Taking advantage of Rails' counter in partials

As you may know, one of the many magic Rails moves is calling render on a model or collection of models, e.g., = render @products in a view. Rails will just look for a default partial that matches the model name, e.g., if it's a model called User, it'll look for users/_user.html.erb (or haml, or whatever). You can even control this behaviour by giving or overriding a model's method to_partial_path to something else, (yet another) e.g.:

def to_partial_path  
  "spaghettis/meatball"
end

(yes, I know spaghetti is already plural... just illustrating a point)

Now rails will look for that model's partial in the views folder under spaghettis/_meatball.html.erb.

Now The Counter

Sweet, so now that we have that, there are a few things that Rails makes available in these model partials. One is a _counter variable with a prefix of the collection name that refers to how many times the partial has been rendered. For example, if you have a collection of objects in an instance variable @products, there will be a variable product_counter in each render of the partial. Cool but not a huge deal. For me, the cool part was Rails can handle a collection of mixed models.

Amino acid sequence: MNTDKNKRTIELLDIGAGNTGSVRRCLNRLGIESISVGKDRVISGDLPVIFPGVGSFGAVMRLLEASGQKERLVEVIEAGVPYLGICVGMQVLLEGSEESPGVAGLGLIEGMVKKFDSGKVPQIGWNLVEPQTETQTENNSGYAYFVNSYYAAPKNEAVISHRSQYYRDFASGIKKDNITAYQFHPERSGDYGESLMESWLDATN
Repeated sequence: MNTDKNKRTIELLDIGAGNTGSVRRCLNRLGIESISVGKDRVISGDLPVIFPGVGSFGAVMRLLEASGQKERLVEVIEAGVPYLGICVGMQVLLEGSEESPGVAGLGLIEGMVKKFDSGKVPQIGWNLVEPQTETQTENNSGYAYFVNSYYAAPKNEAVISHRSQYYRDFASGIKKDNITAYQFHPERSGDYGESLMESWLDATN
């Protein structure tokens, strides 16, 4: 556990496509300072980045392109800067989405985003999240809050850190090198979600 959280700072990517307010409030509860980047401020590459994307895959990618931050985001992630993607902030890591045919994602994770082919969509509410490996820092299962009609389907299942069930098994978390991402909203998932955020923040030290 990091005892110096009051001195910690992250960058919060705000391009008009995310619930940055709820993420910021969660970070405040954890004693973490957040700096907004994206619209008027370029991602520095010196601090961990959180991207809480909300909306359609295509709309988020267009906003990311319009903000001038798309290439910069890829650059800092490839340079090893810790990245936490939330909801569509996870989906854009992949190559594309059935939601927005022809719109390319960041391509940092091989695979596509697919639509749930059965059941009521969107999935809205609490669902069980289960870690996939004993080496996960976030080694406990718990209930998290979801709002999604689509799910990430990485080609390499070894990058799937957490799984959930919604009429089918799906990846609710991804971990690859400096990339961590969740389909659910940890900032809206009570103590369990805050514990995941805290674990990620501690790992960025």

What I mean by this is, say if you have a collection of Products and DealProducts that are mixed together in a collection variable @products. Even if Rails is rendering different partials that you've setup for each, it still keeps track of the product_counter correctly. This can be useful if you have to do something like set some tracking properties that are positionally based in a product grid. You can use product_counter to tell you what number the current rendered product is in the grid.

This was really helpful for me because I've had to do some pretty gnarly data-attributes on some product grids in the past. Without this counter I would have had to write some pretty heavy view helpers or some even worse Javascript to take care of it. But, like a lot of things, the good people on the Rails team thought of this ahead of time.

If you'd like to read more about the counter, or the other cool things available when rendering collections (spacers and layouts) check it out on the Rails guides: http://guides.rubyonrails.org/layoutsandrendering.html#rendering-collections

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